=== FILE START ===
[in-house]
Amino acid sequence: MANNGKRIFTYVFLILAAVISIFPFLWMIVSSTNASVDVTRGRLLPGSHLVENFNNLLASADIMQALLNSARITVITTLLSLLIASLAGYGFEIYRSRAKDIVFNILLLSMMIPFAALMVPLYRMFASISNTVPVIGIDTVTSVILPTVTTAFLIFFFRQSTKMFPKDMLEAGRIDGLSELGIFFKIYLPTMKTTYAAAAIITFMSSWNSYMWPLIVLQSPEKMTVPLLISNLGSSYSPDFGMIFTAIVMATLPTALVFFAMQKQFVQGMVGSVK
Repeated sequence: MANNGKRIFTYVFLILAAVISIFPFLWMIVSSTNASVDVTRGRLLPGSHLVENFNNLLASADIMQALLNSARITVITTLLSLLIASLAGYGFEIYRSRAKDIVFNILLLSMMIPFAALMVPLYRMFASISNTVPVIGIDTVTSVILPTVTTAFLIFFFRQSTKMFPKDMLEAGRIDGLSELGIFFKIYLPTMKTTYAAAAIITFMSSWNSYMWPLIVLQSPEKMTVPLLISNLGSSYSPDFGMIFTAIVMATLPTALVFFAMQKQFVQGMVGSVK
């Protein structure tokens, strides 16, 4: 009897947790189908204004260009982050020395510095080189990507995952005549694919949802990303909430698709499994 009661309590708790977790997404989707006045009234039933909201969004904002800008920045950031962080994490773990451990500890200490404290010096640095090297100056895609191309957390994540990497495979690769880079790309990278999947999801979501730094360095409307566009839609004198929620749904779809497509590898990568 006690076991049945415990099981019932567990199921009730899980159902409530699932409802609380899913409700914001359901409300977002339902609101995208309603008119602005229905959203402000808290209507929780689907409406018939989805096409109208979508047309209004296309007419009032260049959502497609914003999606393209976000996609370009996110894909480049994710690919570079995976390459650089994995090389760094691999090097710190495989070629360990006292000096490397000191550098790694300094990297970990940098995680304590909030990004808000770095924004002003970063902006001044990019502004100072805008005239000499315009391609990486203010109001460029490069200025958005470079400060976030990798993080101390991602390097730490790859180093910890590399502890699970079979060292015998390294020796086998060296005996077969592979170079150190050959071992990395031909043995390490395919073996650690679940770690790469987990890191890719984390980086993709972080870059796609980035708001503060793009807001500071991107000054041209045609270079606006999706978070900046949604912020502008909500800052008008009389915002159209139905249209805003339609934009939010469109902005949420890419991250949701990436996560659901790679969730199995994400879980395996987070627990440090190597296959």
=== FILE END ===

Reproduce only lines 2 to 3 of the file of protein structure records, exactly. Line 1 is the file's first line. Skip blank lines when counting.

Amino acid sequence: MANNGKRIFTYVFLILAAVISIFPFLWMIVSSTNASVDVTRGRLLPGSHLVENFNNLLASADIMQALLNSARITVITTLLSLLIASLAGYGFEIYRSRAKDIVFNILLLSMMIPFAALMVPLYRMFASISNTVPVIGIDTVTSVILPTVTTAFLIFFFRQSTKMFPKDMLEAGRIDGLSELGIFFKIYLPTMKTTYAAAAIITFMSSWNSYMWPLIVLQSPEKMTVPLLISNLGSSYSPDFGMIFTAIVMATLPTALVFFAMQKQFVQGMVGSVK
Repeated sequence: MANNGKRIFTYVFLILAAVISIFPFLWMIVSSTNASVDVTRGRLLPGSHLVENFNNLLASADIMQALLNSARITVITTLLSLLIASLAGYGFEIYRSRAKDIVFNILLLSMMIPFAALMVPLYRMFASISNTVPVIGIDTVTSVILPTVTTAFLIFFFRQSTKMFPKDMLEAGRIDGLSELGIFFKIYLPTMKTTYAAAAIITFMSSWNSYMWPLIVLQSPEKMTVPLLISNLGSSYSPDFGMIFTAIVMATLPTALVFFAMQKQFVQGMVGSVK